Data Visualization

Blog of the Data Visualization & Communication Course at OSB-AUB

This is my favorite part about analytics: Taking boring flat data and bringing it to life through visualization” John Tukey

Balancing Act: “Navigating CO2 Emissions and Harnessing Green Energy Resources”

by | Mar 17, 2024 | Visualization | 0 comments

Carbon dioxide (CO2) emissions have been a central focus of global environmental discussions. The issue of increasing CO2 emissions, largely attributed to human activities such as the burning of fossil fuels and industrial processes, has gained heightened attention due to its significant implications for climate change.

The last 30 years have witnessed a steady rise in global CO2 emissions, driven by rapid industrialization, urbanization, and an escalating demand for energy. As nations grapple with the challenges of mitigating climate change, understanding the patterns and drivers of CO2 emissions over this period becomes crucial for formulating effective strategies to address and curb the impact of gas emissions on our planet’s climate system.

We uncovered the top 5 countries contributing the most to CO2 emissions: Qatar, UAE, Kuwait, Bahrain, and Luxembourg. This discovery prompted a deeper investigation into the root causes of these alarming emission rates. Thus, the main question driving our following analysis is clear:

“What specific sectors are driving the extremely high CO2 emissions as a percentage of total fuel combustion in these nations?”

By scrutinizing the proportional contribution of each sector to the total fuel combustion. What emerged was a striking pattern: across several nations, a substantial portion of CO2 emissions stemmed from the sector of electricity and heat production. This trend was particularly noticeable in nations like Bahrain, Kuwait, and Qatar. Conversely, in the cases of Luxembourg and the UAE, the sector exerting the most significant impact on emissions was “manufacturing industries and construction.”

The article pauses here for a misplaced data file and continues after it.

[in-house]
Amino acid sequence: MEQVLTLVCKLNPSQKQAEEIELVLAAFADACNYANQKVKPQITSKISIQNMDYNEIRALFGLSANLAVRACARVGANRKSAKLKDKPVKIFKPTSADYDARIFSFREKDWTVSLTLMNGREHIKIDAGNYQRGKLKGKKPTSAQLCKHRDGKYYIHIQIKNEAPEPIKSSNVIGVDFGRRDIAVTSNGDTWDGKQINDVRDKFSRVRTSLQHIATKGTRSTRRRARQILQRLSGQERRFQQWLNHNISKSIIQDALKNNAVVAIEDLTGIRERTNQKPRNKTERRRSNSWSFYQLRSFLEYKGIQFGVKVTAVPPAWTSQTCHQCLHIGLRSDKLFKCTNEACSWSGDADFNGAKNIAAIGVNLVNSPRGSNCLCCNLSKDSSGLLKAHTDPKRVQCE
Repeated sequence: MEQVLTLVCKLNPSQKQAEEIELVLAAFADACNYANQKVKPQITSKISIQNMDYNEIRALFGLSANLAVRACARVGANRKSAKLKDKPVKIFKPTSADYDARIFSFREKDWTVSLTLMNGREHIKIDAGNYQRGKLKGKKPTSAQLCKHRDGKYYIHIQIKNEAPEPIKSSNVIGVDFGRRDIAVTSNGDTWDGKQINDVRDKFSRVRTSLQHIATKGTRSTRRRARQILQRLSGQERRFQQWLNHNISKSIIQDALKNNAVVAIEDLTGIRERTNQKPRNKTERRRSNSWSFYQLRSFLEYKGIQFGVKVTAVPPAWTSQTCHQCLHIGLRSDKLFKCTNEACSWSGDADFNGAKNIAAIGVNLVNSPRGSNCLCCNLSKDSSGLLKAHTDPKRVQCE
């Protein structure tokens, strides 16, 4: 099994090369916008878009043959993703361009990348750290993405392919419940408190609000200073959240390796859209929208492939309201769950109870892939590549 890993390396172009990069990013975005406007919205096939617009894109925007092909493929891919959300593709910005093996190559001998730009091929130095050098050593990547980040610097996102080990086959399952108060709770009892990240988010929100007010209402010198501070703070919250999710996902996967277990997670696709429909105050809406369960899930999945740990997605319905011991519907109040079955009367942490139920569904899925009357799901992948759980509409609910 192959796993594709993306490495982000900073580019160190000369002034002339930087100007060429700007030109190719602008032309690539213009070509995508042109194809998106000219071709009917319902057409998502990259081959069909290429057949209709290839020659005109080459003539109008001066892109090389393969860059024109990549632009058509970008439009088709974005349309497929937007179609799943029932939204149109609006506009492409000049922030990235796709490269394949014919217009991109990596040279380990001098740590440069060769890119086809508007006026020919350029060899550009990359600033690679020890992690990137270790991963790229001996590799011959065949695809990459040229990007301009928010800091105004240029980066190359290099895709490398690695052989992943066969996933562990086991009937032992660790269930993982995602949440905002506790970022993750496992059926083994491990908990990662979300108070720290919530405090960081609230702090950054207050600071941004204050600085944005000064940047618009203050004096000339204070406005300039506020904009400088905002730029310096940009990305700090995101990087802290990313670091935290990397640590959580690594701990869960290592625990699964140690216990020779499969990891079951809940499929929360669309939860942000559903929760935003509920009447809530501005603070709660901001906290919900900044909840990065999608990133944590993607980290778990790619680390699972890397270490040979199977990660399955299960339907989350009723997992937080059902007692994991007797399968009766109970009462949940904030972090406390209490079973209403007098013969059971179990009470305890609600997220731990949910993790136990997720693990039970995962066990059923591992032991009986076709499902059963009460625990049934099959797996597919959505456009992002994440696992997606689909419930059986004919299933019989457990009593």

This difference in contributing sectors highlights the intricate dynamics involved in shaping the emissions landscape of each country.

Delving deeper into the data, particularly focusing on Qatar, which ranked highest in CO2 emissions per capita, our detailed Scatter Plot Bubble Size visualization revealed a significant insight: a staggering 58.67% of its total emissions from fuel combustion are attributed to “electricity and heat production” Furthermore, 27.13% stems from “manufacturing industries and construction,” with the remaining 13.46% attributed to “transportation.” This breakdown elucidates the dominant contributors to Qatar’s emissions profile and underscores the importance of scrutinizing specific sectors in addressing mitigation strategies.

Further investigations, highlighted the direct relationship between the high CO2 emissions and the lack of Nuclear energy sources / Combustible Renewable and Waste as shown below, highlighting the fact that the lower the usage of alternative green energy sources to generate electricity, the higher the CO2 emissions.


The analysis highlights significantly elevated CO2 emissions in Qatar, UAE, Kuwait, Bahrain, and Luxembourg, primarily originating from electricity and heat production, as well as manufacturing industries and construction. This reliance on non-renewable sources, coupled with the absence of Green energy alternatives like Nuclear Plants and Renewable energy, underscores the URGENT need for diversification towards cleaner energy options. To address this, targeted strategies focusing on reducing emissions from high-contributing sectors such as electricity and heat production, manufacturing industries, and transportation are recommended. Additionally, there is a crucial emphasis on accelerating the integration of renewable energy sources and energy-efficient technologies to lessen dependence on fossil fuels and mitigate emissions. Advocating for sustainable practices in the manufacturing and construction sectors, including the use of green building materials and energy-efficient processes, is essential for achieving significant emission reductions.





Submit a Comment

Your email address will not be published. Required fields are marked *